Oakland , Calif., on Tuesday became the first city in the US to assess a tax on marijuana.
State and national advocates of the tax say the victory is a significant turning point in the history of cannabis use, paving the way for taxation in other communities and states and establishing more social acceptance of marijuana use.
Opponents say an irreversible threshold has been crossed, opening the door to more crime and heavier drug use, Christian Science Monitor reports.
"It is important because the city of Oakland is facing a massive deficit like many jurisdictions in California," said Steve DeAngelo, a leader of one of the city's cannabis clubs. "And we decided to step up to the plate and make a contribution to the city in a time of need."
DeAngelo, one of the people who led the effort to get the tax approved, said his business will now have to pay more than $350,000 from the new tax next year, CNN International reports.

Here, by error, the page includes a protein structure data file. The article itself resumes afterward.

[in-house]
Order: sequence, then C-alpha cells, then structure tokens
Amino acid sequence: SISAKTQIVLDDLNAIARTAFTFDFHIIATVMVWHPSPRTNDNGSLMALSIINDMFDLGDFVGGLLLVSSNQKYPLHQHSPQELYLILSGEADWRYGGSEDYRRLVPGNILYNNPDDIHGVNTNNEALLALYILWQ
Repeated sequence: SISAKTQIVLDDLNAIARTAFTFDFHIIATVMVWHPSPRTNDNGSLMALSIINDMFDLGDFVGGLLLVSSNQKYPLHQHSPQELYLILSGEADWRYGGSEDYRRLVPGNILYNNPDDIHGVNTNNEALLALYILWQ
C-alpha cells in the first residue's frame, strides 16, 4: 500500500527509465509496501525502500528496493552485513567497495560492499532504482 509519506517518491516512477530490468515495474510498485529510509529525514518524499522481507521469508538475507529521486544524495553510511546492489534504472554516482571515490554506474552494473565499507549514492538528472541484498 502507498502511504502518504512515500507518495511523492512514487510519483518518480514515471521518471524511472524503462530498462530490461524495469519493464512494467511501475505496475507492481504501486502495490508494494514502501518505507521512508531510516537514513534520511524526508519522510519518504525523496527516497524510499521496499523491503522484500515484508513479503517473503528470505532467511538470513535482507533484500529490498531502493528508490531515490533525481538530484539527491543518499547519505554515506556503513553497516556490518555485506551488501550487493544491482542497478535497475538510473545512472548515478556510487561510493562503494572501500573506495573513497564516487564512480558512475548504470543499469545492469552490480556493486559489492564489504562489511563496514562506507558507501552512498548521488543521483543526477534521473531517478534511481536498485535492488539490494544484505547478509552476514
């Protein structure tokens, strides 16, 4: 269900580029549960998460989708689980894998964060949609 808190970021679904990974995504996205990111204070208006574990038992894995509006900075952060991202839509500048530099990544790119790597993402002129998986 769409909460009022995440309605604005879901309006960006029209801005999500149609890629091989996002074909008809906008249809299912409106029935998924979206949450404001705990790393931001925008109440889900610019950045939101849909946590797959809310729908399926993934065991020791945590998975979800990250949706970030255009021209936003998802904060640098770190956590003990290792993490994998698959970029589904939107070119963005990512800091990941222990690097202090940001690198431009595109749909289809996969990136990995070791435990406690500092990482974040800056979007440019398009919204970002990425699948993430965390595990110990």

"Oakland will show that this can work if it's done right," Keith Stephenson, executive director of the Purple Heart Patient Center, one of four Oakland cannabis clinics. "There will be some cash-strapped areas that will use this to balance their budgets."
The newspaper said the Los Angeles City Council has proposed a similar medical marijuana tax, and Oakland City Councilwoman Rebecca Kaplan, who proposed that city's tax, told the Times that Berkeley and San Francisco also may consider similar legislation.
According to CNN A tax of $18 will be levied for every $1,000 in gross marijuana sales, United Press International reports.
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